[Python-Dev] type categories
Tue, 13 Aug 2002 14:02:27 -0400 (EDT)
While I was driving to work today, I had a thought about the
iterator/iterable discussion of a few weeks ago. My impression is
that that discussion was inconclusive, but a few general principles
emerged from it:
1) Some types are iterators -- that is, they support calls
to next() and raise StopIteration when they have no more
information to give.
2) Some types are iterables -- that is, they support calls
to __iter__() that yield an iterator as the result.
3) Every iterator is also an iterable, because iterators are
required to implement __iter__() as well as next().
4) The way to determine whether an object is an iterator
is to call its next() method and see what happens.
5) The way to determine whether an object is an iterable
is to call its __iter__() method and see what happens.
I'm uneasy about (4) because if an object is an iterator, calling its
next() method is destructive. The implication is that you had better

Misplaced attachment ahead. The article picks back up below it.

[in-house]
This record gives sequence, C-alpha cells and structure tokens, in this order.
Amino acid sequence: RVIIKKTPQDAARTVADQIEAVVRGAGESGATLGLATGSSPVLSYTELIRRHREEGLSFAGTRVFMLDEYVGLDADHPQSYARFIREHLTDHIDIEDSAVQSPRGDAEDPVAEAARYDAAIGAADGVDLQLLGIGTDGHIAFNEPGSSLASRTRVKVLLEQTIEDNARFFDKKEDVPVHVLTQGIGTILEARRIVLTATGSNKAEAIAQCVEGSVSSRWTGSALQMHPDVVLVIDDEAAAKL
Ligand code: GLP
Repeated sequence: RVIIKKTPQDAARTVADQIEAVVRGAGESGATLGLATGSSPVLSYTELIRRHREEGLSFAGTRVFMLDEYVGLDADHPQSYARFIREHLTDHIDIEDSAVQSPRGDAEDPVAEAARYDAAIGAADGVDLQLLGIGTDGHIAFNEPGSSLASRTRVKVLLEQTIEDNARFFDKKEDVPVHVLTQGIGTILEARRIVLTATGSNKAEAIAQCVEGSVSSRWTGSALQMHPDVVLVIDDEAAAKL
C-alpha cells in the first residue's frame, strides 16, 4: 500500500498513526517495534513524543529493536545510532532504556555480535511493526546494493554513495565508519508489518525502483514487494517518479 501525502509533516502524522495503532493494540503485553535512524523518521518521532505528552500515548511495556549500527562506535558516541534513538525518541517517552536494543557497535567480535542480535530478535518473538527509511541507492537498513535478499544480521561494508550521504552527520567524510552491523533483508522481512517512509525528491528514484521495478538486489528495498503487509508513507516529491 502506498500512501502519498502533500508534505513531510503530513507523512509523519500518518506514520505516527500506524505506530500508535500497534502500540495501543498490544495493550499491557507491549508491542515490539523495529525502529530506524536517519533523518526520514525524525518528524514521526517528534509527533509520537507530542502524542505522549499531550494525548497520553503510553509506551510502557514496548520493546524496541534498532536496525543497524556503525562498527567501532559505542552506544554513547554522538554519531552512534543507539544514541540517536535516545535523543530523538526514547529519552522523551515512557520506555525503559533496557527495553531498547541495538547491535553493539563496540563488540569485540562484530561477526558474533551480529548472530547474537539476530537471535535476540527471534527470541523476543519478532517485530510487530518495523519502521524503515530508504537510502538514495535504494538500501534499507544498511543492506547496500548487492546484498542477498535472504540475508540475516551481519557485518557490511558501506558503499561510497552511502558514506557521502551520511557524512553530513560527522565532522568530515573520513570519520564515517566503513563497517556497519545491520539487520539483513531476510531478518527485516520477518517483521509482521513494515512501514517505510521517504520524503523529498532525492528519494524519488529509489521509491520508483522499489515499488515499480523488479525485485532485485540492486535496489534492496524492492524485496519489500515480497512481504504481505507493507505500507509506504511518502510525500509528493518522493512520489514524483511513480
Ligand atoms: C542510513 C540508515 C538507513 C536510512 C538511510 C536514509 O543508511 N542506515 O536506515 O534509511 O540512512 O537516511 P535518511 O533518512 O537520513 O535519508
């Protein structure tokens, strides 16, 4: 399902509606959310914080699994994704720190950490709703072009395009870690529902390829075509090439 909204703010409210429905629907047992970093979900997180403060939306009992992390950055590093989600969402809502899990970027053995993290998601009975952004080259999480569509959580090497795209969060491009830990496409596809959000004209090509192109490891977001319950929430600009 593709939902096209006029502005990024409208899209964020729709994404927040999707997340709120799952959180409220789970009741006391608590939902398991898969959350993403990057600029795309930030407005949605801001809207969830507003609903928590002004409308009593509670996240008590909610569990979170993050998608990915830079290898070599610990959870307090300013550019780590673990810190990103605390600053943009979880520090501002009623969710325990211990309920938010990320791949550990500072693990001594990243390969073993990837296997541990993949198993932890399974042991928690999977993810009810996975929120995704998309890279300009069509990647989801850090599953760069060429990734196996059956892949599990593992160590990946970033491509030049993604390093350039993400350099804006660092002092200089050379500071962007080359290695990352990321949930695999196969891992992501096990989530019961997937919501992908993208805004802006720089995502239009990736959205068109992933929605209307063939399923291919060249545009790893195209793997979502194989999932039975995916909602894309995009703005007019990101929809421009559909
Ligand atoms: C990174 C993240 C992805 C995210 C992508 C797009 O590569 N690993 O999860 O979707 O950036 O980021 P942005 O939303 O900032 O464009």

not use this method to test if an object is an iterator until you are
ready to take irrevocable action based on that test. On the other
hand, calling __iter__() is safe, which means that you can test
nondestructively whether an object is an iterable, which includes
Here is what I realized this morning. It may be obvious to you,
but it wasn't to me (until after I realized it, of course):
``iterator'' and ``iterable'' are just two of many type
categories that exist in Python.
Some other categories:
As far as I know, there is no uniform method of determining into which
category or categories a particular object falls. Of course, there
are non-uniform ways of doing so, but in general, those ways are, um,
nonuniform. Therefore, if you want to check whether an object is in
one of these categories, you haven't necessarily learned much about
how to check if it is in a different one of these categories.
So what I wonder is this: Has there been much thought about making
these type categories more explicitly part of the type system?